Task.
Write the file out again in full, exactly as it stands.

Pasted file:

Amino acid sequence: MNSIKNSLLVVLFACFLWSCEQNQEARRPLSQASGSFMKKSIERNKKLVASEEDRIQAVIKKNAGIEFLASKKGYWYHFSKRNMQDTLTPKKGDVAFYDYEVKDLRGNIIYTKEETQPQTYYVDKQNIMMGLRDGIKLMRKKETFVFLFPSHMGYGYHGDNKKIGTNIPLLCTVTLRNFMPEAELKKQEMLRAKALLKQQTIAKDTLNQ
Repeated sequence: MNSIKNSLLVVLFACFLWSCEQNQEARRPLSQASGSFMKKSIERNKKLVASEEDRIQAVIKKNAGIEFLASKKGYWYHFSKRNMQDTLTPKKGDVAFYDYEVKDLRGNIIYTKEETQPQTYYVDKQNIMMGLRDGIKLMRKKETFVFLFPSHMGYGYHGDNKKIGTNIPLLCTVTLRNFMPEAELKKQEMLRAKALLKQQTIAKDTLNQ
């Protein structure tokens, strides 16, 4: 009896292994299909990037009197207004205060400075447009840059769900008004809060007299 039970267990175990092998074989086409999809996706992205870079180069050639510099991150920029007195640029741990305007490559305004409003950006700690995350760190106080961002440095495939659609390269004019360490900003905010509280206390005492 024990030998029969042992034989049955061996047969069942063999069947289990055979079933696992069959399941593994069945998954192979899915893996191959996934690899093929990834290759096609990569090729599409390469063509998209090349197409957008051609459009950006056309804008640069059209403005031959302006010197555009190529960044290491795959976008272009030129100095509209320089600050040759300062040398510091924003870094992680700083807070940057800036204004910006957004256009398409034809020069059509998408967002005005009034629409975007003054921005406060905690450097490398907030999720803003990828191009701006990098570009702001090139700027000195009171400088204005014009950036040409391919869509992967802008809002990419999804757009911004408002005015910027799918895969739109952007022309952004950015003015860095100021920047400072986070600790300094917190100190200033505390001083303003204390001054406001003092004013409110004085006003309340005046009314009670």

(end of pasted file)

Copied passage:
Amino acid sequence: MNSIKNSLLVVLFACFLWSCEQNQEARRPLSQASGSFMKKSIERNKKLVASEEDRIQAVIKKNAGIEFLASKKGYWYHFSKRNMQDTLTPKKGDVAFYDYEVKDLRGNIIYTKEETQPQTYYVDKQNIMMGLRDGIKLMRKKETFVFLFPSHMGYGYHGDNKKIGTNIPLLCTVTLRNFMPEAELKKQEMLRAKALLKQQTIAKDTLNQ
Repeated sequence: MNSIKNSLLVVLFACFLWSCEQNQEARRPLSQASGSFMKKSIERNKKLVASEEDRIQAVIKKNAGIEFLASKKGYWYHFSKRNMQDTLTPKKGDVAFYDYEVKDLRGNIIYTKEETQPQTYYVDKQNIMMGLRDGIKLMRKKETFVFLFPSHMGYGYHGDNKKIGTNIPLLCTVTLRNFMPEAELKKQEMLRAKALLKQQTIAKDTLNQ
């Protein structure tokens, strides 16, 4: 009896292994299909990037009197207004205060400075447009840059769900008004809060007299 039970267990175990092998074989086409999809996706992205870079180069050639510099991150920029007195640029741990305007490559305004409003950006700690995350760190106080961002440095495939659609390269004019360490900003905010509280206390005492 024990030998029969042992034989049955061996047969069942063999069947289990055979079933696992069959399941593994069945998954192979899915893996191959996934690899093929990834290759096609990569090729599409390469063509998209090349197409957008051609459009950006056309804008640069059209403005031959302006010197555009190529960044290491795959976008272009030129100095509209320089600050040759300062040398510091924003870094992680700083807070940057800036204004910006957004256009398409034809020069059509998408967002005005009034629409975007003054921005406060905690450097490398907030999720803003990828191009701006990098570009702001090139700027000195009171400088204005014009950036040409391919869509992967802008809002990419999804757009911004408002005015910027799918895969739109952007022309952004950015003015860095100021920047400072986070600790300094917190100190200033505390001083303003204390001054406001003092004013409110004085006003309340005046009314009670």